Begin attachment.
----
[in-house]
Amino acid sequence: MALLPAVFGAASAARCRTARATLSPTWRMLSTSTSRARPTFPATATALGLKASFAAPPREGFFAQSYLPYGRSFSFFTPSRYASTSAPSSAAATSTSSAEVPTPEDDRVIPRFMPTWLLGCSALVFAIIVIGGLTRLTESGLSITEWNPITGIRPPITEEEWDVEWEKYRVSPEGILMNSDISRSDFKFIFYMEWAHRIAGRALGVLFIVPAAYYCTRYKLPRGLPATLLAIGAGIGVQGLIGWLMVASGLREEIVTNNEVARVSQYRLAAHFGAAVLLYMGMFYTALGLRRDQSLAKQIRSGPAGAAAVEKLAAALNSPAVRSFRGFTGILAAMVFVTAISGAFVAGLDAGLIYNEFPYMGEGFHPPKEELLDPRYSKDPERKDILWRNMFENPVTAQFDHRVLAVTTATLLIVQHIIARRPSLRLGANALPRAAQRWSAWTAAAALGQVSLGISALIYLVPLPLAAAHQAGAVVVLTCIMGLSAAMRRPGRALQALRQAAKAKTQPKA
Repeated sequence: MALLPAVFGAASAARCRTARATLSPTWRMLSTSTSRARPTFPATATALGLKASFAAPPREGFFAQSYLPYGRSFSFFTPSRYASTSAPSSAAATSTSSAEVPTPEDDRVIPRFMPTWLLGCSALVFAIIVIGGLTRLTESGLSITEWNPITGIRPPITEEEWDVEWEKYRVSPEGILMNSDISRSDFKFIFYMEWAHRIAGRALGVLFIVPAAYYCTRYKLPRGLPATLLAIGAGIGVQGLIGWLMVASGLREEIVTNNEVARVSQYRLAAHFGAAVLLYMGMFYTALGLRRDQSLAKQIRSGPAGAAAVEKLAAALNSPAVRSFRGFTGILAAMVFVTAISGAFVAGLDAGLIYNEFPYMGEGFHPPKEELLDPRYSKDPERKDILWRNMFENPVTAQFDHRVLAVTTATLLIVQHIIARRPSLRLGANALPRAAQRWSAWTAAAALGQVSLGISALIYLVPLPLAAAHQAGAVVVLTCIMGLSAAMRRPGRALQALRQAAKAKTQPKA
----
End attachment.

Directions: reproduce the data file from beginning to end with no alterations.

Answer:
[in-house]
Amino acid sequence: MALLPAVFGAASAARCRTARATLSPTWRMLSTSTSRARPTFPATATALGLKASFAAPPREGFFAQSYLPYGRSFSFFTPSRYASTSAPSSAAATSTSSAEVPTPEDDRVIPRFMPTWLLGCSALVFAIIVIGGLTRLTESGLSITEWNPITGIRPPITEEEWDVEWEKYRVSPEGILMNSDISRSDFKFIFYMEWAHRIAGRALGVLFIVPAAYYCTRYKLPRGLPATLLAIGAGIGVQGLIGWLMVASGLREEIVTNNEVARVSQYRLAAHFGAAVLLYMGMFYTALGLRRDQSLAKQIRSGPAGAAAVEKLAAALNSPAVRSFRGFTGILAAMVFVTAISGAFVAGLDAGLIYNEFPYMGEGFHPPKEELLDPRYSKDPERKDILWRNMFENPVTAQFDHRVLAVTTATLLIVQHIIARRPSLRLGANALPRAAQRWSAWTAAAALGQVSLGISALIYLVPLPLAAAHQAGAVVVLTCIMGLSAAMRRPGRALQALRQAAKAKTQPKA
Repeated sequence: MALLPAVFGAASAARCRTARATLSPTWRMLSTSTSRARPTFPATATALGLKASFAAPPREGFFAQSYLPYGRSFSFFTPSRYASTSAPSSAAATSTSSAEVPTPEDDRVIPRFMPTWLLGCSALVFAIIVIGGLTRLTESGLSITEWNPITGIRPPITEEEWDVEWEKYRVSPEGILMNSDISRSDFKFIFYMEWAHRIAGRALGVLFIVPAAYYCTRYKLPRGLPATLLAIGAGIGVQGLIGWLMVASGLREEIVTNNEVARVSQYRLAAHFGAAVLLYMGMFYTALGLRRDQSLAKQIRSGPAGAAAVEKLAAALNSPAVRSFRGFTGILAAMVFVTAISGAFVAGLDAGLIYNEFPYMGEGFHPPKEELLDPRYSKDPERKDILWRNMFENPVTAQFDHRVLAVTTATLLIVQHIIARRPSLRLGANALPRAAQRWSAWTAAAALGQVSLGISALIYLVPLPLAAAHQAGAVVVLTCIMGLSAAMRRPGRALQALRQAAKAKTQPKA